The average Canadian uses 329 Litres of water per day --3 times more water than the average European, and 8 times more water than the average U.K. citizen. In the world, we are second only to the U.S. in the amount of water we waste!
Historically, Canadians have felt that water is in abundant supply. In reality, 60% of Canada's freshwater drains to the north, while 85% of the population lives in a skinny area along our southern border. This “myth of abundance” is responsible for our wasteful water use practices, which are contributing to regular water shortages, problems with drinking water, and environmental decline. These consequences are now being compounded by climate change.
Typically, water managers have preferred to build dams, pipes, and pumps to transport water across the landscape to supply growing cities and irrigated agriculture. Today, it is becoming clear that re-engineering the natural hydrology of regions is unsustainable and extremely harmful for local ecosystems and communities. A better approach is to embrace a "softer" approach to water management, which better re-balances demand management over standard “built” supply-oriented solutions to water challenges. It recognizes that we need to manage water by working within our natural environments rather than the traditional “hard” approach that seeks to control or manipulate these complex systems – usually with disastrous consequences down the road.
The benefits of water conservation include:
- It is more ecologically sensitive as ‘new’ water comes from a reduction in existing water use, rather than an increase in supply. Meanwhile, the ecological damage of developing more and more supply is indisputable. Dams and diversions fragment river ecosystems. Bigger pumps built to bring groundwater to the surface drain ponds, wetlands and streams, undermining the health of these critical ecosystems.
- Reducing water demand through conservation and efficiency is the cheaper alternative to almost any supply-side option. From an economic perspective, maximizing the efficiency of existing infrastructure and minimizing the need for future expansion reduces costs.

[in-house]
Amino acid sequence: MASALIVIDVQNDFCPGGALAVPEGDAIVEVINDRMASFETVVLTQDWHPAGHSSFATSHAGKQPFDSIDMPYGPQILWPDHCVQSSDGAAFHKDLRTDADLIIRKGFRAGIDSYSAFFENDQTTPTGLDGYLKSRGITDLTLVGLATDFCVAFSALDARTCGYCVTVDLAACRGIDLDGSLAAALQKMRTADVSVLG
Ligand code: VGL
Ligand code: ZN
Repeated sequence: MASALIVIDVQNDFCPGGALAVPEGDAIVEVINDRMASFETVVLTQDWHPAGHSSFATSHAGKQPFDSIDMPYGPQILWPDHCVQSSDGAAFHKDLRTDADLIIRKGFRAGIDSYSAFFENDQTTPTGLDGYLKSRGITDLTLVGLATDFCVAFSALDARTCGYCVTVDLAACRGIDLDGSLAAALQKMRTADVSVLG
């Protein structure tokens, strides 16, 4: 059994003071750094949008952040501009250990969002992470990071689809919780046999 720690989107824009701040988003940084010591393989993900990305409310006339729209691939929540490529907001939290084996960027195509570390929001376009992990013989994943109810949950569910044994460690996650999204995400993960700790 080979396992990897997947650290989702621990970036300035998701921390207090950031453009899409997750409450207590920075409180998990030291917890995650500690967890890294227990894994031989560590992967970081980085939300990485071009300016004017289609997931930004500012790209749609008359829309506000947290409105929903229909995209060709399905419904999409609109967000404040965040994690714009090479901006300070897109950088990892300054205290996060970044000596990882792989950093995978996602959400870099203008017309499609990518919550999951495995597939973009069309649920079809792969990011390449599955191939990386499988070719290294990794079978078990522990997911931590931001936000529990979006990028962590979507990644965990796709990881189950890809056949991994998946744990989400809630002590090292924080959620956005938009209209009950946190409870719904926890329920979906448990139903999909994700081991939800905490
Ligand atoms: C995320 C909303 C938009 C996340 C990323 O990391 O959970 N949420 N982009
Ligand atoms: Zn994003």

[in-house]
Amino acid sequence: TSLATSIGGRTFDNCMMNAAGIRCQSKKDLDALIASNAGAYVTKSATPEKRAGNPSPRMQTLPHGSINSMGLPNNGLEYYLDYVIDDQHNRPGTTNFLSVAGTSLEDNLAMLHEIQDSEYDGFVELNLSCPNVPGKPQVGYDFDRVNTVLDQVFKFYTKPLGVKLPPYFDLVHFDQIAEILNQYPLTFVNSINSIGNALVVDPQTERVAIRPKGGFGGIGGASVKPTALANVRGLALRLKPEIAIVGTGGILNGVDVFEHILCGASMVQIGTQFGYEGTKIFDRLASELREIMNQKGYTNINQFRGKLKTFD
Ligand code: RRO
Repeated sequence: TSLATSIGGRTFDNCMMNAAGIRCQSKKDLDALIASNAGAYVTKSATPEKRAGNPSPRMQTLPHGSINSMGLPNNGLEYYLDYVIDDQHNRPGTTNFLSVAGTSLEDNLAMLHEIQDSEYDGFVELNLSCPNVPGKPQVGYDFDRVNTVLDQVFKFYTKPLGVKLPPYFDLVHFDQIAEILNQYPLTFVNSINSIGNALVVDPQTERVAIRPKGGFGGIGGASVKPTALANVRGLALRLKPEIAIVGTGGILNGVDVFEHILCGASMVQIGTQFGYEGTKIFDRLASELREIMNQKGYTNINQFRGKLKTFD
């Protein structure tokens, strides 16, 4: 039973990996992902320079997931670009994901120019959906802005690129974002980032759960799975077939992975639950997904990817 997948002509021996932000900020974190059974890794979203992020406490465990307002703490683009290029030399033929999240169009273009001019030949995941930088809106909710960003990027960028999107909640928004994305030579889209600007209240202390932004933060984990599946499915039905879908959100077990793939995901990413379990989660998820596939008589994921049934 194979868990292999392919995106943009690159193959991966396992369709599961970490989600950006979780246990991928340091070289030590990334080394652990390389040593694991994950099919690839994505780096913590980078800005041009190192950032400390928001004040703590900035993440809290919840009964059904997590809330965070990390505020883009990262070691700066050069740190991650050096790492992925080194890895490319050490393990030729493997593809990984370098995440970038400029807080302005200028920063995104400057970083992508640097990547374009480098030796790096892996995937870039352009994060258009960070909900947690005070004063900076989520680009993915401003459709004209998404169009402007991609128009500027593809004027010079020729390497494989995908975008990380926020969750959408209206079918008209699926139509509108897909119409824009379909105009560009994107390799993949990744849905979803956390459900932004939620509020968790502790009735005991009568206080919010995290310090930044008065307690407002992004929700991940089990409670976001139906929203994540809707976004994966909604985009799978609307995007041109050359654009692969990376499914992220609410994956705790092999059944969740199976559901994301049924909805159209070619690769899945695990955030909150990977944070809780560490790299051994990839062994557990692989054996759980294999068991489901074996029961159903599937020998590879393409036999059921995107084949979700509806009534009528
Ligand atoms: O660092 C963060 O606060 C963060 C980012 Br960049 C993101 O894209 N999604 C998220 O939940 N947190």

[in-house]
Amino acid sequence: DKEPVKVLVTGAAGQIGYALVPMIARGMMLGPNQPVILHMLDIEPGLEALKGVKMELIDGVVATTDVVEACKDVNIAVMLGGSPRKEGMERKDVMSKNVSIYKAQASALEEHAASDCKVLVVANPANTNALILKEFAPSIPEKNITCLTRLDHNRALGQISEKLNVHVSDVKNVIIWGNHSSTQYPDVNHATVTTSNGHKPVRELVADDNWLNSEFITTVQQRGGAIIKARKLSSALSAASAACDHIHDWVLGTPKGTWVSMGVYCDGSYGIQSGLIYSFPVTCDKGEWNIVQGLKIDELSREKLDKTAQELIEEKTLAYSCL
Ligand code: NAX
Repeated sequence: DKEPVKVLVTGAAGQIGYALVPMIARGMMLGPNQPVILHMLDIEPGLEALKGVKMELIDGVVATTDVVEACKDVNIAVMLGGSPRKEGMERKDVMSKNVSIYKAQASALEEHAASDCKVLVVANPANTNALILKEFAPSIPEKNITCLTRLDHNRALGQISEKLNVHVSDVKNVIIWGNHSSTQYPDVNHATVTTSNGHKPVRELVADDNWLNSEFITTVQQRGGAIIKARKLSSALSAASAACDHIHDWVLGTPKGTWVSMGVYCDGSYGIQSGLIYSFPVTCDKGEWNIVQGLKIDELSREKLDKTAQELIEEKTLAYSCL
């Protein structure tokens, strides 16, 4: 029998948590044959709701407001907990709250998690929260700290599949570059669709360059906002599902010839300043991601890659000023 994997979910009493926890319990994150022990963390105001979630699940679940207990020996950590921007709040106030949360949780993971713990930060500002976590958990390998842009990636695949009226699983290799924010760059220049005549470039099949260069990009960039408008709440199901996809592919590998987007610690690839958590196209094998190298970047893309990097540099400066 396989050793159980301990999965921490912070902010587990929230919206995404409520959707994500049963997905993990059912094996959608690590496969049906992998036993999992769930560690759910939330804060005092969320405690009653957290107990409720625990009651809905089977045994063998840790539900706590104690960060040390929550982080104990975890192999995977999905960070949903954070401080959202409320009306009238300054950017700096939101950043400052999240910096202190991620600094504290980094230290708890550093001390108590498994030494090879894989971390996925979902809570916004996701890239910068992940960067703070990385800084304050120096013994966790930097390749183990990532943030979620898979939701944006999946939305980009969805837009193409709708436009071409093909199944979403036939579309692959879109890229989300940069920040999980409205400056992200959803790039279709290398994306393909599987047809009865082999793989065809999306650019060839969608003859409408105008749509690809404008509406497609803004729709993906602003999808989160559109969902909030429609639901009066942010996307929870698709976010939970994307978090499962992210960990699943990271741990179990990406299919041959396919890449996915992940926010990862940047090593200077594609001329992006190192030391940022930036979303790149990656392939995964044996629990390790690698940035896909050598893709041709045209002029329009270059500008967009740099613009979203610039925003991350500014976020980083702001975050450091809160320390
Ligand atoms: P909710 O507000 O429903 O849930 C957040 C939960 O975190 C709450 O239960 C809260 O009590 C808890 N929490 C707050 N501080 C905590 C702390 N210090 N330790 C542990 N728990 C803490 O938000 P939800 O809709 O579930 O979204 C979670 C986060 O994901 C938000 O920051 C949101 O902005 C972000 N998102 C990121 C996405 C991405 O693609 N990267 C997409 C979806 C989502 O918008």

- Water conservation reduces greenhouse gas emissions. Building the infrastructure for supply-side options and the pumping that is often required to transport water both require vast amounts energy. Currently, this energy is produced from fossil fuels or nuclear reactors leaving a legacy of more greenhouse gas emissions and toxic waste for future generations.
- The demand-side approach also builds resilience in a society faced with change. Decentralized and small-scale solutions can be implemented incrementally, enhancing local capacity to adapt to an increasingly uncertain future of changing economies, changing social values and a changing climate.
What Can You Do?
1) Personal actions - save water at home.
2) Express your political voice - push governments to make it easier for citizens to conserve. How?
• Write to/call your mayor/council members.
• Write to/call your MPP/MLAs.
3) Join citizen/environmental groups that promote water conservation – we exercise influence through the numbers that we represent.
Saving Water at Home - Tips
- 75% of the water you use in your home is consumed in the bathroom. Of all indoor water use, toilets account for 45% and showers 30%. Laundry accounts for 20% and drinking and cooking, only 5%.
- Installing a low-flush toilet, an efficient showerhead and a faucet aerator will reduce indoor water use by 35 %.
- Front loading washing machines use up to 40% less water and 70% less energy than regular washing machines.
- Planting native and low-water use plants (called ‘xeriscaping’) can reduce outdoor water use by 50%.
Saving Water as a Community
A good resource for personal reading but also to reference in communications with your local politicians is: Thinking Beyond Pipes and Pumps: Top 10 Ways Communities Can Save Water and Money